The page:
2023 Vuelta a San Juan Overall Preview

After a two-year COVID break the pro peloton head back to Argentina. The race is the usual mix of sprint stages and a mountaintop finish, nothing too exciting for us watching fans. The pros love this race, it provides them with important kilometres in the legs under the sunshine. Remco’s back, something the organisers will be delighted about, it’s his first stage race in the rainbow jersey.

The race begins with a standard sprint stage. With Jakobsen, Bennett, Gaviria, Nizzolo and Viviani here, I don’t see the world tour teams messing up the chase.

Scenario – bunch sprint.

Should be another standard sprint stage.

Scenario – bunch sprint

The final 2.5km averages only 2.4%, so this is likely to be the third consecutive sprint stage. By this point, the break might get a longer rope to play with.

Scenario – bunch sprint.

This stage has the most climbing of any in the week, but the hills are still well within the capabilities of the world tour sprinters. With the queen stage coming the next day, we could see the big teams all agreeing this is a day for the break, as long as they’re in it.

Scenario – breakaway day.

With the finish of Alto del Colorado at over 2600m, the figures of 20km at 4.3% will seem much harder. Last time we were here, Flórez won, Remco finished in 5th and Ganna in 6th. Given the other stages in the race, this is the day to settle the GC battle.

Scenario – mountaintop finish where the best come out to play. Won’t be selective until the end.

After a couple of days off, it’s time for the fast men to get back into action. 

Scenario – bunch sprint.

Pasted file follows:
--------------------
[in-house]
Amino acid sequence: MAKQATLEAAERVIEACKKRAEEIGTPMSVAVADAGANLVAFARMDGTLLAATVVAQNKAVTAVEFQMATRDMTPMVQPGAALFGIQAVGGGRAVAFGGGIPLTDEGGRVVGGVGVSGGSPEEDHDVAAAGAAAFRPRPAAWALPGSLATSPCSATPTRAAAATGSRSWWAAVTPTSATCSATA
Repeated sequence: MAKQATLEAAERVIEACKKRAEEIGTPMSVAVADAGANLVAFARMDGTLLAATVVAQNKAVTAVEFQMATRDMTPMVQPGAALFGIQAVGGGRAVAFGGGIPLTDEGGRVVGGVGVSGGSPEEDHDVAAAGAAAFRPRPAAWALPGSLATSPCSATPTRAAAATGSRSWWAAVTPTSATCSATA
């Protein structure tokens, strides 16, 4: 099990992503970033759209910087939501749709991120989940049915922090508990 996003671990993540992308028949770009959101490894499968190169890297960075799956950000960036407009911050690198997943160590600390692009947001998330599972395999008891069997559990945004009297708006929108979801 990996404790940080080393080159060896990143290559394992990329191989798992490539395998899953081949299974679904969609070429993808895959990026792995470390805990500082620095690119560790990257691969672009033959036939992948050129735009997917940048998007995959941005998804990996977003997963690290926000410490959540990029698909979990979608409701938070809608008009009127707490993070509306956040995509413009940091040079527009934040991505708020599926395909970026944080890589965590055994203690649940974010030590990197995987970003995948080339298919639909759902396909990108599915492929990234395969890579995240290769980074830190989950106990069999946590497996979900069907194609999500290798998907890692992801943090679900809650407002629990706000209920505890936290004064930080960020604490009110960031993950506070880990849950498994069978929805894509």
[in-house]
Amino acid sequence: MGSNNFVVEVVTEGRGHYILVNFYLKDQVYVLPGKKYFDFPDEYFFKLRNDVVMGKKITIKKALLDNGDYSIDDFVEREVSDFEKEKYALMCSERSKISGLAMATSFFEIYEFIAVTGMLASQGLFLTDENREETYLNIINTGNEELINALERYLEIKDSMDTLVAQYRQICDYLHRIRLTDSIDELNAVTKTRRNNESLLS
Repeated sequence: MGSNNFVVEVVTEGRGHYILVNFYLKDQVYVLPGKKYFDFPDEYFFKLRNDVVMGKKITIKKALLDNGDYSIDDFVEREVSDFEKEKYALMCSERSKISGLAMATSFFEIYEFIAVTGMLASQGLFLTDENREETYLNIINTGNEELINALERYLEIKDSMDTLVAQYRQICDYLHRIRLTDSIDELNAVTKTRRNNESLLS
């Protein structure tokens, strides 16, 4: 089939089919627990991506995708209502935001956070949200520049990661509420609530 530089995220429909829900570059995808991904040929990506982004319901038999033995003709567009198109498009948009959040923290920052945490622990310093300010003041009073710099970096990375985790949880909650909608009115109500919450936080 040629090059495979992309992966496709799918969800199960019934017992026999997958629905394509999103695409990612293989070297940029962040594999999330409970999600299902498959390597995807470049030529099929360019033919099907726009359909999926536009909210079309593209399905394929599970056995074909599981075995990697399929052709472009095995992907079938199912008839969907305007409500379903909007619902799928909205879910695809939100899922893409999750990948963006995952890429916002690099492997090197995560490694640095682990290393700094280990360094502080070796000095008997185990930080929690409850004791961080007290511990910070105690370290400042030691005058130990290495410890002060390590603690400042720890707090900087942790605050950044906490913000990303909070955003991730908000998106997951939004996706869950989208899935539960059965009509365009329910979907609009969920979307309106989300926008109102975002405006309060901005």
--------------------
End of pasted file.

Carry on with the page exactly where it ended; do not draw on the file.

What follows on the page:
The final stage is another one that favours the sprinters, but the short distance also gives the break some hope. Like the other flat days, it all depends on the attitude of the world tour teams.

Scenario – breakaway day.


Remco Evenepoel – as he has just 22 race days between now and the Giro, I expect him to use every single one of them to the max. You can forget about just coming to a race for training, Remco is far too young for that. He’ll be here to win, make no mistake. He won here in 2020, and as he already had a good lead thanks to the TT, he only finished 5th on Alto Colorado, he’ll be looking to win that stage this time round. I’m looking forward to seeing him go up against the South Americans at high altitude.

Miguel Ángel López – sacked by Astana for suspected links to a dodgy doctor, it’s not a good look for Superman. He’s now back racing for a Colombian team (Medellin), I’m interested to see how he approaches this race. Despite what you think of what’s happened, and remember that no evidence has been made public, he’ll be riding with a point to prove. This is a very strong motivating factor, and as he’s normally one of the best at high altitude, you’ve got to expect he’ll be pushing Remco all the way.

Egan Bernal – we’re all delighted to see him back racing. Word is he’s ahead of schedule and already producing encouraging numbers when out on training rides, that’s great news for all fans of the sport. Let’s be honest, no one really knows if he’ll be at the level required to win this race, it’s a case of suck it and see. I’d love to see him go head-to-head with Remco on Alto Colorado, that would make for great viewing.

Dani Martínez – he provides Ineos with a brilliant second option, which is very important against Remco. The Colombian had a strong 2022, but illness ruined his Tour de France, although he did come good in the end. This is contract year, he’ll be hoping to land some big results in the opening months to secure the best possible deal he can, and that starts here.

Sergio Higuita – another Colombian who’d love to win a race relatively close to home. Higuita will sense a chance of taking a sprint win on Alto Colorado, he’s certainly quick enough to do so. He ended 2022 in fine form, that would have helped him over the winter, and I expect a good start to 2023 from him.


Can a strong Ineos duo beat Remco?

Embed from Getty Images

Probably not, I’ll take a win for Remco Evenepoel.


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